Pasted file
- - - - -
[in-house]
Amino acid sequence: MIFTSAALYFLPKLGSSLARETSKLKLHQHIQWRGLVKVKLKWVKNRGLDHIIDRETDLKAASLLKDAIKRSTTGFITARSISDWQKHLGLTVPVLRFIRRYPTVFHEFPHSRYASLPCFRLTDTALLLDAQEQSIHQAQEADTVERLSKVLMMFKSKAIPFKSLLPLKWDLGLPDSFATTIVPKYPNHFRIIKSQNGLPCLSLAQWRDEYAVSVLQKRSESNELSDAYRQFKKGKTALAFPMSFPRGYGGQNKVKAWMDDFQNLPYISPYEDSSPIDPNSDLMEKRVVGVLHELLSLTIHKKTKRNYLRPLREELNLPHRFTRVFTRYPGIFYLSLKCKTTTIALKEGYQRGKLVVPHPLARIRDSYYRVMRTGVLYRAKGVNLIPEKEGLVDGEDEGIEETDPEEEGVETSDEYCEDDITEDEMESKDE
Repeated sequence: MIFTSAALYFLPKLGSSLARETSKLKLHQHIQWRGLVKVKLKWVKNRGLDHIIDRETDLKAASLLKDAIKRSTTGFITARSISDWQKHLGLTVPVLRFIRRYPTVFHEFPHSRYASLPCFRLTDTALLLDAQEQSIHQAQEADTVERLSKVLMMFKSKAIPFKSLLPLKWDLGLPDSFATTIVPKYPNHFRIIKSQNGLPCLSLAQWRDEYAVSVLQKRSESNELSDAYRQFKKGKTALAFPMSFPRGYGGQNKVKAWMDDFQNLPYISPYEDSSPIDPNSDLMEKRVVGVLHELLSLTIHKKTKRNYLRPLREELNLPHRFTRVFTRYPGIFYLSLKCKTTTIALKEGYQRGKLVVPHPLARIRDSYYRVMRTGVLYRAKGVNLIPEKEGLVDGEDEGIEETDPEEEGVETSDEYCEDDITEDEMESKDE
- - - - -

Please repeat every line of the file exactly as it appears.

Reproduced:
[in-house]
Amino acid sequence: MIFTSAALYFLPKLGSSLARETSKLKLHQHIQWRGLVKVKLKWVKNRGLDHIIDRETDLKAASLLKDAIKRSTTGFITARSISDWQKHLGLTVPVLRFIRRYPTVFHEFPHSRYASLPCFRLTDTALLLDAQEQSIHQAQEADTVERLSKVLMMFKSKAIPFKSLLPLKWDLGLPDSFATTIVPKYPNHFRIIKSQNGLPCLSLAQWRDEYAVSVLQKRSESNELSDAYRQFKKGKTALAFPMSFPRGYGGQNKVKAWMDDFQNLPYISPYEDSSPIDPNSDLMEKRVVGVLHELLSLTIHKKTKRNYLRPLREELNLPHRFTRVFTRYPGIFYLSLKCKTTTIALKEGYQRGKLVVPHPLARIRDSYYRVMRTGVLYRAKGVNLIPEKEGLVDGEDEGIEETDPEEEGVETSDEYCEDDITEDEMESKDE
Repeated sequence: MIFTSAALYFLPKLGSSLARETSKLKLHQHIQWRGLVKVKLKWVKNRGLDHIIDRETDLKAASLLKDAIKRSTTGFITARSISDWQKHLGLTVPVLRFIRRYPTVFHEFPHSRYASLPCFRLTDTALLLDAQEQSIHQAQEADTVERLSKVLMMFKSKAIPFKSLLPLKWDLGLPDSFATTIVPKYPNHFRIIKSQNGLPCLSLAQWRDEYAVSVLQKRSESNELSDAYRQFKKGKTALAFPMSFPRGYGGQNKVKAWMDDFQNLPYISPYEDSSPIDPNSDLMEKRVVGVLHELLSLTIHKKTKRNYLRPLREELNLPHRFTRVFTRYPGIFYLSLKCKTTTIALKEGYQRGKLVVPHPLARIRDSYYRVMRTGVLYRAKGVNLIPEKEGLVDGEDEGIEETDPEEEGVETSDEYCEDDITEDEMESKDE